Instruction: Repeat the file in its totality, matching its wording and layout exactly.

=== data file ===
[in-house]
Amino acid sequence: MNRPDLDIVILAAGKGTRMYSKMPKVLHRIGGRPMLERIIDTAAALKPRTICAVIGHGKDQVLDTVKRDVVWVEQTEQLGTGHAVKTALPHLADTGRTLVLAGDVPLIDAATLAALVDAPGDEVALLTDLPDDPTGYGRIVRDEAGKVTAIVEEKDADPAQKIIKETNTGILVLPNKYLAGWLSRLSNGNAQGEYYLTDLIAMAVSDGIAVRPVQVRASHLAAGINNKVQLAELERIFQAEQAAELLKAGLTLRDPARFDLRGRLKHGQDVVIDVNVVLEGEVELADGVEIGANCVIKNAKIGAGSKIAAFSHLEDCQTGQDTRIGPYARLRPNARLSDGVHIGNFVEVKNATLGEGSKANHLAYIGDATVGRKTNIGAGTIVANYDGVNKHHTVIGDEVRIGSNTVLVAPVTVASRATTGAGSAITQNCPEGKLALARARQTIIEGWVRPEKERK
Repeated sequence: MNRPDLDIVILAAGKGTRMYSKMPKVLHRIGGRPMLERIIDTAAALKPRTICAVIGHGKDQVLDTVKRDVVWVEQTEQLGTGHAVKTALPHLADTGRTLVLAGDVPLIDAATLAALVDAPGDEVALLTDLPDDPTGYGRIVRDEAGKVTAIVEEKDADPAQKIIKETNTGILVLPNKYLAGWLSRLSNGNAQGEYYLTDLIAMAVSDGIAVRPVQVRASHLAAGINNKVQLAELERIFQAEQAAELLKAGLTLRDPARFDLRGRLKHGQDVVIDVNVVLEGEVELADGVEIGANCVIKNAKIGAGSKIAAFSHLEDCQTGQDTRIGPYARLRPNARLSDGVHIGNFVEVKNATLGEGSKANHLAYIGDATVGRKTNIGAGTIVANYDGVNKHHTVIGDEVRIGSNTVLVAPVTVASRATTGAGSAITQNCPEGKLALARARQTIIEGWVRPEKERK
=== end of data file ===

[in-house]
Amino acid sequence: MNRPDLDIVILAAGKGTRMYSKMPKVLHRIGGRPMLERIIDTAAALKPRTICAVIGHGKDQVLDTVKRDVVWVEQTEQLGTGHAVKTALPHLADTGRTLVLAGDVPLIDAATLAALVDAPGDEVALLTDLPDDPTGYGRIVRDEAGKVTAIVEEKDADPAQKIIKETNTGILVLPNKYLAGWLSRLSNGNAQGEYYLTDLIAMAVSDGIAVRPVQVRASHLAAGINNKVQLAELERIFQAEQAAELLKAGLTLRDPARFDLRGRLKHGQDVVIDVNVVLEGEVELADGVEIGANCVIKNAKIGAGSKIAAFSHLEDCQTGQDTRIGPYARLRPNARLSDGVHIGNFVEVKNATLGEGSKANHLAYIGDATVGRKTNIGAGTIVANYDGVNKHHTVIGDEVRIGSNTVLVAPVTVASRATTGAGSAITQNCPEGKLALARARQTIIEGWVRPEKERK
Repeated sequence: MNRPDLDIVILAAGKGTRMYSKMPKVLHRIGGRPMLERIIDTAAALKPRTICAVIGHGKDQVLDTVKRDVVWVEQTEQLGTGHAVKTALPHLADTGRTLVLAGDVPLIDAATLAALVDAPGDEVALLTDLPDDPTGYGRIVRDEAGKVTAIVEEKDADPAQKIIKETNTGILVLPNKYLAGWLSRLSNGNAQGEYYLTDLIAMAVSDGIAVRPVQVRASHLAAGINNKVQLAELERIFQAEQAAELLKAGLTLRDPARFDLRGRLKHGQDVVIDVNVVLEGEVELADGVEIGANCVIKNAKIGAGSKIAAFSHLEDCQTGQDTRIGPYARLRPNARLSDGVHIGNFVEVKNATLGEGSKANHLAYIGDATVGRKTNIGAGTIVANYDGVNKHHTVIGDEVRIGSNTVLVAPVTVASRATTGAGSAITQNCPEGKLALARARQTIIEGWVRPEKERK